If you have never seen the science version of beanie babies (sorry I'm dating myself here) called Giant Microbes, you are in for a treat!
As a classroom teacher I used these stuffed "animals" in my classroom as a way to engage students with microbes. Because microbes (short for microorganisms) are, you guessed it, microscopic--students, often have a difficult time conceptualizing these little critters and the impact they have on our world. And worse, even after a microbiology lesson, they still incorrectly assume that a majority of microorganisms are pathogenic (cause disease)! Microbes have a huge variety ranging from bacteria and viruses, but also protozoans, microscopic algae, and some fungi. Using Giant Microbes helps kids to see the huge variety, not just in sheer number, but also in their structure as well.
The Giant Microbes website has them categorized into many different categories such as health, exotics....calamities (which includes ebola, my personal favorite virus), tropicals, venereals, and many many more. There is even a search feature in case you are looking for something specific.
After visiting the Giant Microbes booth in the exhibit hall at NSTA in Indianapolis, I was reminded of just how much I enjoyed these stuffed teaching tools. But I will admit, for me, they were more about "being cute" and having geeky science decorations in my office than utilizing them as an actual teaching tool. So I decided to set out and find teachers who are using them beyond just passing them around during a lecture.
The teachers I've talked with said they appreciate the tag that comes with each Giant Microbe because it shows a micrograph of what it actually looks like, and includes facts that are unique to that particular specimen. Laura from New York said she addresses the personification of the microbes with her students. All of the Giant Microbes have eyes and other scientifically inaccurate enhancements. For example Mono has long eyelashes and the flesh eating bacteria has a knife and fork. She uses this as a starting place to get students talking about the structure of communicable diseases and how they function. Elizabeth teaches 7th grade and uses the egg and sperm to help student become more comfortable using the correct terminology. Marie from New York uses the HIV virus as a way to help students take turns talking during a whole class discussion. They call the game, "I've got AIDS!" and they can only talk if they are holding the virus. Oh, kids and their sense of humor! And Jackie uses 18 different Giant Microbes and has students make their own dichotomous key! Now that's a great idea!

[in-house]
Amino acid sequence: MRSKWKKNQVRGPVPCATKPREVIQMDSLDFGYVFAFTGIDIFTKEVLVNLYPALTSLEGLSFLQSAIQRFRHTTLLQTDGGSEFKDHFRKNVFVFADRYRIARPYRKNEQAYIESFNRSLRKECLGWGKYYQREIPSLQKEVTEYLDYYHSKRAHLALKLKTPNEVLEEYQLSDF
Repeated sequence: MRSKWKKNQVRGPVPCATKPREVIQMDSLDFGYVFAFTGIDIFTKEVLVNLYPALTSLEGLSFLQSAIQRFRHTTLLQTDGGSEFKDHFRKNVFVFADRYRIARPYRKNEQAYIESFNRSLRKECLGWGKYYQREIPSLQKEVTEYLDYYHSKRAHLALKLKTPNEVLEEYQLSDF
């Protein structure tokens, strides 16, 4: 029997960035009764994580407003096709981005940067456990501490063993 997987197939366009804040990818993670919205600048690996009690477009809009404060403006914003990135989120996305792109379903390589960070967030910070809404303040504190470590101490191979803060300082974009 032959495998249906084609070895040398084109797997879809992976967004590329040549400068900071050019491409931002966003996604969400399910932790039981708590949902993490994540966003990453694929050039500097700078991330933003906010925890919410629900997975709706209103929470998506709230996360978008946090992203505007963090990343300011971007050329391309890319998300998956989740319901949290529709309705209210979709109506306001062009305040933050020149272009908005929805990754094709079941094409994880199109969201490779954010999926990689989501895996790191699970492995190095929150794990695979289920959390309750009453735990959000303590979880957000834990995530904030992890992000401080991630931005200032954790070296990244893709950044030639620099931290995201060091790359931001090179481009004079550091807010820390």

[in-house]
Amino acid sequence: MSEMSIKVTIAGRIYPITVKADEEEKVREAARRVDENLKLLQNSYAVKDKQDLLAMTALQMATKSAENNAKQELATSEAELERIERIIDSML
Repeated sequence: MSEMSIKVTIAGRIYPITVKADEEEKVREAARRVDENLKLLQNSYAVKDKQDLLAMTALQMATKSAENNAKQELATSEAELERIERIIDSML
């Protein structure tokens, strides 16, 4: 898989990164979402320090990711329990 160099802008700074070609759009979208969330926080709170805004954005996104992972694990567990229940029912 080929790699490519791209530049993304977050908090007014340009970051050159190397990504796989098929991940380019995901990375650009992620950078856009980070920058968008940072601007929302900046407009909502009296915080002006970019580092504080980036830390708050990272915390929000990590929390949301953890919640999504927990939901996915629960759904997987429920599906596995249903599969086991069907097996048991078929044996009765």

However by far, the best activity I found came from Julie Boker (the Assistant Director of Teacher Enrichment Programs at the University of Florida Center for Precollegiate Education and Training). She shared with me an extensive activity that she designed for a teacher institute that uses two sets of 15 Giant Microbes each! That's a whopping 30 microbes total. She was gracious enough to share the activity with us!
The "Menacing Microbe" activity was designed with support of a HHMI Precollege Award. During the 2 week teacher workshop, Julie had the Giant Microbes hanging from the ceiling. The photo shows two teachers, Eileen and Maria, showing off their personal favorite microbe!
After a 5 minute bell ringer activity (to get students thinking) Students are provided a card that describes either a:
- Disease Description: that includes a graphic description of a disease including the symptoms it may cause; or a
- Disease & scientific microbe name with an explanation of how the microbe functions.